Tradition dictates that the Gauntlet’s outgoing editor-in-chief writes the last editorial of the year. I’m supposed to have garnered some hard-won life lessons that I can share with all of you. The Gauntlet, as conventional wisdom goes, should have made me a better person.
I spent most of my two years at the Gauntlet trying to change things, and I failed at all of them. The previous provincial government passed market modifiers. Secondary suites are still illegal. There’s no operating agreement on MacHall, and yes, Elizabeth Cannon is still president of the university. All I have to show for my struggles is a handful of newspaper clippings.
But these two years were also the happiest of my life. And if the Gauntlet was supposed to teach me anything, I believe this was it.
Students are often criticized for being brash and radical. We’re too loud and our opinions are too strong. We squabble over things that are insignificant in the long run, and we take ourselves too seriously. I think these criticisms are true. Or at the very least, I’m certainly guilty of them.
But I think this freedom to care too much and fail so publicly is one of the most valuable parts of university. It’s an incredible luxury to spend years of your life considering who you are and what you’re willing to fight for, so take advantage of it.
I was 18 when I was started working at the Gauntlet. I’m 20 now. I don’t doubt that I’ve made many errors running this newspaper, and I only hope my future self looks back on what I’ve done with indulgence and understanding.
Because the real benefit of struggling for things you care about isn’t that failure teaches you things — although it does. The real benefit is that there is an immense amount of joy to be found in the struggle.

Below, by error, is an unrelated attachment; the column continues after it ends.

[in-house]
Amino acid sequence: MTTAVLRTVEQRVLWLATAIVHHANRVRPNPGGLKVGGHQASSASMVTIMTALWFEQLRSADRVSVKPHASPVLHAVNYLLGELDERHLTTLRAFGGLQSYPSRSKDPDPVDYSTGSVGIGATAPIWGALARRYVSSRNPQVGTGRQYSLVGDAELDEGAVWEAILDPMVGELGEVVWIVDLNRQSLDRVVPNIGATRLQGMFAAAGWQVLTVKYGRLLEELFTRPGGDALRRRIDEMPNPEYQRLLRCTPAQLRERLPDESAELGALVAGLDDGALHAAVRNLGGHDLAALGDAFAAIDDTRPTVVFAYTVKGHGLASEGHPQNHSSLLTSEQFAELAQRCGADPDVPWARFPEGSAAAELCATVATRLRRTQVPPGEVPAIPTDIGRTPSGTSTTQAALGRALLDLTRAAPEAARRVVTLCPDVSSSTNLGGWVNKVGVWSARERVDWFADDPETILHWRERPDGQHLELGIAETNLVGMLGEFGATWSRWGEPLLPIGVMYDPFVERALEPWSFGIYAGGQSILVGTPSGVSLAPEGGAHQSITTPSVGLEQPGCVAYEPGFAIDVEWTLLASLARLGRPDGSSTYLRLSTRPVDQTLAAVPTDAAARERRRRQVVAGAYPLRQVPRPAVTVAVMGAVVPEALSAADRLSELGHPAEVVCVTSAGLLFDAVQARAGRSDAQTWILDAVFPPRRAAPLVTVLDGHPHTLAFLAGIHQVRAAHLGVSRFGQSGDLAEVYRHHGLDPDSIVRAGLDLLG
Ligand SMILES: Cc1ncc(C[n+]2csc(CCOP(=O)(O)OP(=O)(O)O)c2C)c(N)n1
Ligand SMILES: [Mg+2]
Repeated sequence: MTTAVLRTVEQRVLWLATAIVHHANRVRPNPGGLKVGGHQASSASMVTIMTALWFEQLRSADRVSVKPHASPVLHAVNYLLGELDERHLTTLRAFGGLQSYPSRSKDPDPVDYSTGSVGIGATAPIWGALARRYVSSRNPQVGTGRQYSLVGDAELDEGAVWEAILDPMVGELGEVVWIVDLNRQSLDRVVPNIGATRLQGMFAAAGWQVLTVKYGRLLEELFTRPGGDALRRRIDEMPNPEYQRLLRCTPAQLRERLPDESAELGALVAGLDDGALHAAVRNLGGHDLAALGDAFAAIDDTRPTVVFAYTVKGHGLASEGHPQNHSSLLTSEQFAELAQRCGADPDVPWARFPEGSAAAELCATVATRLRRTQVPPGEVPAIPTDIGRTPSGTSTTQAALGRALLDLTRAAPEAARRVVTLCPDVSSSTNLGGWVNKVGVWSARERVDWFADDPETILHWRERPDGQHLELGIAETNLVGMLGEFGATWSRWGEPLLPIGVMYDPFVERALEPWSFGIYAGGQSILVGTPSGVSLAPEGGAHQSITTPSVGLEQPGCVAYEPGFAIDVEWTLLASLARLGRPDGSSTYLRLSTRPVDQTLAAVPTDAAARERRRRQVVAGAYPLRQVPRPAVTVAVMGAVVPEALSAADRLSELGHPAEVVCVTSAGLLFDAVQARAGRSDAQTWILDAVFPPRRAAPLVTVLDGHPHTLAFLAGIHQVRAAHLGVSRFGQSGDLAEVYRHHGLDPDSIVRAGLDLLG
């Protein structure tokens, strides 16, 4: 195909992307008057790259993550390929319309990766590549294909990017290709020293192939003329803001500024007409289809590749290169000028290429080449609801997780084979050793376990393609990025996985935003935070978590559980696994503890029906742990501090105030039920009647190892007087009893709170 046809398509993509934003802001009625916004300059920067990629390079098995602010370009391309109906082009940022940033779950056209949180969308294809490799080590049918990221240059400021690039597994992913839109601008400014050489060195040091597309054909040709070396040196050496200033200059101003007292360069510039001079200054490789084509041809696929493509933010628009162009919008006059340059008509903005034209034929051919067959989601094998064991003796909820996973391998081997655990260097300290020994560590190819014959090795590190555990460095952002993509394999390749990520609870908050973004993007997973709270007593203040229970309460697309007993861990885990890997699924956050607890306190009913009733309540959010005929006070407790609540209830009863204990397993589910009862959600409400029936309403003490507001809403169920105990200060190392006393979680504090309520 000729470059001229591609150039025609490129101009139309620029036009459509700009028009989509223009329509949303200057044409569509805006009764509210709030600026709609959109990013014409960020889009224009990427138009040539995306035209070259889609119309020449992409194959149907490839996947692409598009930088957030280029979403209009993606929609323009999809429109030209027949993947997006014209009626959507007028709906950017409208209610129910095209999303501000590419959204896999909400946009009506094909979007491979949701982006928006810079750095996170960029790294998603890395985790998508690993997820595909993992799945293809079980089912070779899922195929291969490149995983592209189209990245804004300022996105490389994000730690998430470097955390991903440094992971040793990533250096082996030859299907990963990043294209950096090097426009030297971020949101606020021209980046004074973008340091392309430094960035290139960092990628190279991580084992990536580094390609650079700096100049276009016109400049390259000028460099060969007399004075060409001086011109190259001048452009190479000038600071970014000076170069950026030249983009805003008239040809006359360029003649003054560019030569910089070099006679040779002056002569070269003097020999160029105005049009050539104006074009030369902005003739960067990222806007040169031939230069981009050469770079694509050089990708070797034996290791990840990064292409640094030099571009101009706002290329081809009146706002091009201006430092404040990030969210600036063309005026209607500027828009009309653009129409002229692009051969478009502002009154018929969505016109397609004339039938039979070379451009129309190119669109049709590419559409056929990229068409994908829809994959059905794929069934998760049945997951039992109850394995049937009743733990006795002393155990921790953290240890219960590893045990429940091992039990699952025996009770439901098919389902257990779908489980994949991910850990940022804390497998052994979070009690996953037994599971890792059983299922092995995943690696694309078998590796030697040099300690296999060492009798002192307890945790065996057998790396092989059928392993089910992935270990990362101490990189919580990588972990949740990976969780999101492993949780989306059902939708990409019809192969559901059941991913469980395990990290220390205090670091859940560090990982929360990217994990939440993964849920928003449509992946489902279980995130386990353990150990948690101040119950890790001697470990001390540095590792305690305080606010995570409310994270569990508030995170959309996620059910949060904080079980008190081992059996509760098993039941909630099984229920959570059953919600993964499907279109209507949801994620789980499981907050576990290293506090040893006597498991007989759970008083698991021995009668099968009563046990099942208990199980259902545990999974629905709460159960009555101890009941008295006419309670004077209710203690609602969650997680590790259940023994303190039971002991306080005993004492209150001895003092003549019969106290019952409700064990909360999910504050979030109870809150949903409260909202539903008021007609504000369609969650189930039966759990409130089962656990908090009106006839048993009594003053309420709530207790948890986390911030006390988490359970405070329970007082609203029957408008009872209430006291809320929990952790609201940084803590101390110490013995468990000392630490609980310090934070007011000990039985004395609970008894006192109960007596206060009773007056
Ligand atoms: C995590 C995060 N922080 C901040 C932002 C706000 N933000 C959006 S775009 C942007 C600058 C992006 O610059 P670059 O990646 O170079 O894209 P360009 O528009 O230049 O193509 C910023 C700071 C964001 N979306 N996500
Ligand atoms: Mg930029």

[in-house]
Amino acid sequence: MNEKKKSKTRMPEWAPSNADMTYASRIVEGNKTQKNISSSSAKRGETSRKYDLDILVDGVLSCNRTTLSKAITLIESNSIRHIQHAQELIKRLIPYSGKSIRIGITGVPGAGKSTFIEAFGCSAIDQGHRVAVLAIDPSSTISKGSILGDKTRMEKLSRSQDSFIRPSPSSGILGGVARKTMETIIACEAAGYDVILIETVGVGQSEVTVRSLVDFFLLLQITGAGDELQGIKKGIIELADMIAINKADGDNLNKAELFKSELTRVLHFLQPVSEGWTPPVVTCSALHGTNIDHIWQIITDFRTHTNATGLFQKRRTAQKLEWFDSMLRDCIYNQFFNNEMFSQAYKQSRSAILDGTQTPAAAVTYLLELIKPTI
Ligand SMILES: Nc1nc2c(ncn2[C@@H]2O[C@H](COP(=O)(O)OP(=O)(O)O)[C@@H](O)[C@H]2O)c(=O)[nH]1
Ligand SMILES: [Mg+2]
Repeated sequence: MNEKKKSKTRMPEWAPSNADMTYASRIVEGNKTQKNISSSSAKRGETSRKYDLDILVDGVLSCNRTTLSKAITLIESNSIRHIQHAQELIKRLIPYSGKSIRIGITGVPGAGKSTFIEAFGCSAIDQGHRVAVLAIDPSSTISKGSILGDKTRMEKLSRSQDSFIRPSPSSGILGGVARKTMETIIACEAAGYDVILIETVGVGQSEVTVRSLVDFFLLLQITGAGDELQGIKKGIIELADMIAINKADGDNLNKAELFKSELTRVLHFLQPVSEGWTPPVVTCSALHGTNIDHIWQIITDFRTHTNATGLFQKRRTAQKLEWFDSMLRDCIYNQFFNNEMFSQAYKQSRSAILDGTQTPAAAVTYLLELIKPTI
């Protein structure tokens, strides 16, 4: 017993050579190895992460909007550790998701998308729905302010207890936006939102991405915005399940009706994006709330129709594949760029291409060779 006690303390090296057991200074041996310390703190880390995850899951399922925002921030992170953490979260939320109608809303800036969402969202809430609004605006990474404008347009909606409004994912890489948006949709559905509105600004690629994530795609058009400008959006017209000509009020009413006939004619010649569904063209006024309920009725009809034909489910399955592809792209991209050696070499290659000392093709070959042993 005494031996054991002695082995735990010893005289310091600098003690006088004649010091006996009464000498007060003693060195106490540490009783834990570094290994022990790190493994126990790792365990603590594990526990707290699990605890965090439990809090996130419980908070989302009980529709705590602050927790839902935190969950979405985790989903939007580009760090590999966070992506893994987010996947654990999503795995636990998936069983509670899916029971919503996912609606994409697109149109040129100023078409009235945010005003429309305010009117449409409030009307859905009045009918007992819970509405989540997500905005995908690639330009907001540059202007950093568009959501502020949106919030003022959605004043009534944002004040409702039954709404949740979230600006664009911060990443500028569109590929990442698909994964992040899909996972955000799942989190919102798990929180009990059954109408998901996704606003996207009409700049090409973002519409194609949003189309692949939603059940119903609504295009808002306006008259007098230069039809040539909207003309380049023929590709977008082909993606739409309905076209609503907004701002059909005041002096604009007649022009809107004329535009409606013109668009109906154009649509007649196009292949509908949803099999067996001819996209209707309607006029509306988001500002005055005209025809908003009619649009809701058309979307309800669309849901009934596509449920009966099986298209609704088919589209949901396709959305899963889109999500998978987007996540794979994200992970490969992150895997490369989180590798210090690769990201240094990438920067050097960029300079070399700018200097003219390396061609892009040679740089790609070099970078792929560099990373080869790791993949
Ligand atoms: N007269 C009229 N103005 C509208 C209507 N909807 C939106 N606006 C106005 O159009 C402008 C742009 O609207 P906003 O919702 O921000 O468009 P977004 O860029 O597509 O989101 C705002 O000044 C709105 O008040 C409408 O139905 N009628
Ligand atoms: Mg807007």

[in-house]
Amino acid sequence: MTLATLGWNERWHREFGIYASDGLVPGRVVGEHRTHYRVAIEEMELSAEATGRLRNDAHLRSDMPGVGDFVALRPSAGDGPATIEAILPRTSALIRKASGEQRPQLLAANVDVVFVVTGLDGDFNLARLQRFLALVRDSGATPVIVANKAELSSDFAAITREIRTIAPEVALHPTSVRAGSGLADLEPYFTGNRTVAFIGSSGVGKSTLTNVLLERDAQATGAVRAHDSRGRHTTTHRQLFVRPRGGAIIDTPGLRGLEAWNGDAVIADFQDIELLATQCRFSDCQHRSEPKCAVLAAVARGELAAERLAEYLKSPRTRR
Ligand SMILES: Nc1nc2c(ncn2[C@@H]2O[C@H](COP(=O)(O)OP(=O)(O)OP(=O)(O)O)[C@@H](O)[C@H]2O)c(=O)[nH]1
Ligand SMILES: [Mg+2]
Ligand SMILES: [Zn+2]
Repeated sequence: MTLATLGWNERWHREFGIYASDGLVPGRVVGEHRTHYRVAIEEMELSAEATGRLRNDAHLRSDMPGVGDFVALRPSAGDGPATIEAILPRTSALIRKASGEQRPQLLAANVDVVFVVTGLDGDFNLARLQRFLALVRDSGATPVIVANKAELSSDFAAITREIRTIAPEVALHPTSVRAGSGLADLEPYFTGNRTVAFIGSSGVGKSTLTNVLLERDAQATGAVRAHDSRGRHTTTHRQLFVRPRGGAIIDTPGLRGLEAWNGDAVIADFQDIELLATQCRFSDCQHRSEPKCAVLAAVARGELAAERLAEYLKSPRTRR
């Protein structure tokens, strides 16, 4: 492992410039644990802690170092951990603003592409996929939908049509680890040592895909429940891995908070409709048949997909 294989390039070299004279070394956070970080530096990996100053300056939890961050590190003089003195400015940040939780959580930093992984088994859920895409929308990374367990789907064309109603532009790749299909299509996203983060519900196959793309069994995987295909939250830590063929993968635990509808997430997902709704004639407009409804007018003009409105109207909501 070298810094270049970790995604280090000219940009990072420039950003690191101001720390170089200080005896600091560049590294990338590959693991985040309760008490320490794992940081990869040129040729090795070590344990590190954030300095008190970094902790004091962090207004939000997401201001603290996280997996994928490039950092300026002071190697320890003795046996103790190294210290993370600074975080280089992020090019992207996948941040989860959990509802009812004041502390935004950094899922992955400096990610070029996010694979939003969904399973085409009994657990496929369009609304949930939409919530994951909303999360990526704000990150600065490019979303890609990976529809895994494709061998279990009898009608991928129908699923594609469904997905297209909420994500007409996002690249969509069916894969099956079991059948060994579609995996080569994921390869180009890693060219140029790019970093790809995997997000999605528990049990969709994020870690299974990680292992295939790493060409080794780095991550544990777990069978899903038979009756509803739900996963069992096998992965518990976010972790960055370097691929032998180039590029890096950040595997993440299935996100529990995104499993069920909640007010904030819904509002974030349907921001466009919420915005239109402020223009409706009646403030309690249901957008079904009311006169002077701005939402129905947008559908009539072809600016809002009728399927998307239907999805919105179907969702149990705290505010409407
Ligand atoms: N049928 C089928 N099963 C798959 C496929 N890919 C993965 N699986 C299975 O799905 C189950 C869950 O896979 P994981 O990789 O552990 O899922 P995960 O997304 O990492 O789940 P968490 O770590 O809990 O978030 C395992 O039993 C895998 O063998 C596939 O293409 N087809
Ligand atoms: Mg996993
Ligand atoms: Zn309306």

My time at the Gauntlet will not be defined by my victories or my failures, whatever they were. It will be defined by the people I spent time with, the endless late nights obsessing over grammar in my office and complaining about media relations with my news editor.
If I’ve learned anything here, it’s that the things we do matter. Probably not as much as I’d like to think they do, but still. It matters what we think and who we spend our time with. It matters what we pay attention to and how we spend our Tuesday mornings. And it matters what we fight for, even when we lose.
So take the time in university to be young and angry and foolish. Life is short, and it’s hard. The best any of us can do is to pay attention and fight for what we care about.
At any rate, I found two years of stuff at the University of Calgary to get mad about. And, for all my failures, I found a lot of joy here too.
Caring about things is difficult. It makes you vulnerable and opens you up to ridicule. But it’s also what makes everything worth it.
Yes, caring about the U of C might be silly and inconsequential. But I still do. And I believe a student newspaper can be important, even if no one reads it.
Although, all things considered, you probably should.
Kate Jacobson, Gauntlet Editorial Board